Mozilla rolls out dev-only 64-bit Firefox for Windows

Long-delayed, fully 64-bit Windows version of Firefox emerges via Mozilla's special Developer Edition channel

Mozilla Firefox mug
Credit: flickr/aretadobem

Mozilla has revved its Developer Edition version of the Firefox to 38 and for the first time introduced a full 64-bit build of the browser for Windows.

Aside from matching Google, which has offered a 64-bit version of Chrome since last August, Mozilla's native 64-bit build of Firefox boasts three key features: faster execution speed, better security, and the ability to run larger programs.

An advantage of using 64-bit applications is their use of a larger address space on a server or desktop. For a browser like Firefox, this translates into having more tabs open at once and running more ambitious in-browser applications. But other advantages of 64-bit apps include better leveraging of address space layout randomization (ASLR), a common technique for protecting against software exploits. Mozilla touts this as a boon for 64-bit Firefox, and Chrome's 64-bit edition has similar functionality.

Firefox Developer Edition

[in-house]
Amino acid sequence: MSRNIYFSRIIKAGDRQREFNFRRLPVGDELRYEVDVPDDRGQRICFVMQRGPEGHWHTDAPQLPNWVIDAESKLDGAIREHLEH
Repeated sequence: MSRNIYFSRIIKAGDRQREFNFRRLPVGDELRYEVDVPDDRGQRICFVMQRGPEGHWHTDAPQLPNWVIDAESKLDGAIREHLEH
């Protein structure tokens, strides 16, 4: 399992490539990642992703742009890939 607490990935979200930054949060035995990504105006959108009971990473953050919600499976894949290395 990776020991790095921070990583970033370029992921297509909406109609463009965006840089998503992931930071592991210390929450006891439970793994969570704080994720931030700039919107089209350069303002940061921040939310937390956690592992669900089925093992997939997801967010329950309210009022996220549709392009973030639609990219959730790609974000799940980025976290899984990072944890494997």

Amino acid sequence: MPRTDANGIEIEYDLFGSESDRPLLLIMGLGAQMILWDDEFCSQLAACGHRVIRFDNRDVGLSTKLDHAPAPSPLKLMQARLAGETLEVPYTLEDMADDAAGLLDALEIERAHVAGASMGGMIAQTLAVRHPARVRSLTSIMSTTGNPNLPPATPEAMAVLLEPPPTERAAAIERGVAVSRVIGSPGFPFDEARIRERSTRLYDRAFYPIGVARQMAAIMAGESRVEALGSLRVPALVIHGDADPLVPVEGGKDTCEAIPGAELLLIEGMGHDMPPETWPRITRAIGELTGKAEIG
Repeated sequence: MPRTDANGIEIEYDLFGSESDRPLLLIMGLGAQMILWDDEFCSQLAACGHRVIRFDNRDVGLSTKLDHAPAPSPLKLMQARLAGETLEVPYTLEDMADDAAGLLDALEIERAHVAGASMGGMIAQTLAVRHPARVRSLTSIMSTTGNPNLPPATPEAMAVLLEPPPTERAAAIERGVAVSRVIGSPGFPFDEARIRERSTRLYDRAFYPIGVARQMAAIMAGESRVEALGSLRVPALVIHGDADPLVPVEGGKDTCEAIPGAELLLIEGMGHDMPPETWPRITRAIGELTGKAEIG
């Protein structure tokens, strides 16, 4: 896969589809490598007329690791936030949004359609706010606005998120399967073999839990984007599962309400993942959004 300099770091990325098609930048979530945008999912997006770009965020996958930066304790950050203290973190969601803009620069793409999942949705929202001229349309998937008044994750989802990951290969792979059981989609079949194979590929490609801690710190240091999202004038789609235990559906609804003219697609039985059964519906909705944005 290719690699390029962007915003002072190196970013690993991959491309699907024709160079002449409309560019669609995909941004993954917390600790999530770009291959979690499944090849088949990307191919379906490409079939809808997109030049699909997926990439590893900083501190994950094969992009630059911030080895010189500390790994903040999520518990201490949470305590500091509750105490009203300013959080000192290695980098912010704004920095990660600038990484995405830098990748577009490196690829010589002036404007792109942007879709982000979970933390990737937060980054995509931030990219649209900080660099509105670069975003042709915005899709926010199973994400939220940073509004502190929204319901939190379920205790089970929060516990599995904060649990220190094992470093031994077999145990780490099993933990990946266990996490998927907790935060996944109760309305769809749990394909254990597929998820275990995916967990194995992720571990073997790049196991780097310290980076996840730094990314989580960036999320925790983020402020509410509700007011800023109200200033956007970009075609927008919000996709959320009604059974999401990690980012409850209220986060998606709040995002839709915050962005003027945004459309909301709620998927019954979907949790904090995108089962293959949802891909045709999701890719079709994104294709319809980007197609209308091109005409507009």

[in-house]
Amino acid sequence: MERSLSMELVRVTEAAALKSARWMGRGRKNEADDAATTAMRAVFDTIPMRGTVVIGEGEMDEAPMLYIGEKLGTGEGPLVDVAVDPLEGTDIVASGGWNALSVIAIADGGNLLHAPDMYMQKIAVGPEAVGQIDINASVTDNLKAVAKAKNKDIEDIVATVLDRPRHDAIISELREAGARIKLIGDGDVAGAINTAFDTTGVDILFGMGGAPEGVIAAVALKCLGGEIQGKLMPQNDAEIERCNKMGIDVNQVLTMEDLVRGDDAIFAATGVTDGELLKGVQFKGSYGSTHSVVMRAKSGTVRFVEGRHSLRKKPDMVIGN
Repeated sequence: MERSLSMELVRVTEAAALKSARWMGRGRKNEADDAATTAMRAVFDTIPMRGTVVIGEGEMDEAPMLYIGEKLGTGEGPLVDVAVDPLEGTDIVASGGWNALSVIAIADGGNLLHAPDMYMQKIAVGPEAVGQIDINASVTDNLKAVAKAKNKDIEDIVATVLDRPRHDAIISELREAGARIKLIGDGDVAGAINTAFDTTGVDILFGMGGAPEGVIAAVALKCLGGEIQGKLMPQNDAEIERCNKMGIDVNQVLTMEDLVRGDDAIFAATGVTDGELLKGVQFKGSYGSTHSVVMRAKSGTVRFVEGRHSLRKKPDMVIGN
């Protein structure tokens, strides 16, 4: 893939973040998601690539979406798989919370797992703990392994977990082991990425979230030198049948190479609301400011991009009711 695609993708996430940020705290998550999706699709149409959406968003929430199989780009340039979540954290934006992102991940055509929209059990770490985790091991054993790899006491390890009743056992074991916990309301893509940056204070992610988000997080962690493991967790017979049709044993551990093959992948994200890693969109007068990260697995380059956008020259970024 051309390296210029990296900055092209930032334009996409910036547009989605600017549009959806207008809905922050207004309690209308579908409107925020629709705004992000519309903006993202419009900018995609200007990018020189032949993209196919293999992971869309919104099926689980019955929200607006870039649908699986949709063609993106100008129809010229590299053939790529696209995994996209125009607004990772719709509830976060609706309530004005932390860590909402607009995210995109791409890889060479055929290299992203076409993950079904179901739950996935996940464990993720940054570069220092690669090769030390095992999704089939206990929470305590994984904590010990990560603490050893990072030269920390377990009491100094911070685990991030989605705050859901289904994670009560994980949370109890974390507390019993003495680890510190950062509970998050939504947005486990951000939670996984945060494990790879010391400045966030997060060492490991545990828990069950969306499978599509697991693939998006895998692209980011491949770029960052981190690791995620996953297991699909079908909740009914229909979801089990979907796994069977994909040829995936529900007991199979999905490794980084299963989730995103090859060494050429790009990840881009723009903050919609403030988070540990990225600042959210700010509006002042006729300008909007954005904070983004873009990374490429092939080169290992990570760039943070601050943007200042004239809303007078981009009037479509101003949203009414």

Firefox Developer Edition, now in a 64-bit version, comes with a slew of tools specifically aimed at Web developers such as a built-in IDE for creating Firefox OS applications.

The third big boon for a 64-bit Firefox is increased execution speed for JavaScript -- specifically, JavaScript written using Mozilla's asm.js extensions, which allow highly optimized JavaScript to compile to code that runs close to the speed of native C. Mozilla has touted asm.js for porting C/C++ code to the Web, and Microsoft has elected to include extensions for asm.js in its Chakra JavaScript engine. (Chrome may be following suit as well.)

Mozilla provided a big example for 64-bit asm.js: "browser-based games that deliver performant, native-like gameplay, such as those built with Epic Games' Unreal Engine," featuring assets that are "often much larger than we expect from traditional Web applications." With 64-bit address space at one's disposal, it's easier to load and process those assets, but there are ostensibly other applications for a larger address space beyond gaming.

Firefox was previously available in 64-bit editions for Mac OS X and Linux, but Windows still accounts for the majority of Firefox's market share. An earlier effort to put a 64-bit edition of Firefox into the hands of Windows users stalled in 2012, with the lack of 64-bit plug-ins for Firefox cited as a big reason.

But strong backlash from users prompted Mozilla to reconsider, although it has made no promises as to when a 64-bit version will be released to the general public. Native HTML5 functionality has eclipsed traditional plug-ins -- from replacing Flash to playing back encrypted video content -- so it's easier to deliver a native 64-bit browser.

Mozilla is holding off on delivering a 64-bit browser for users to focus on higher-priority projects -- for example, Firefox OS, set to debut next year on phones in major markets.

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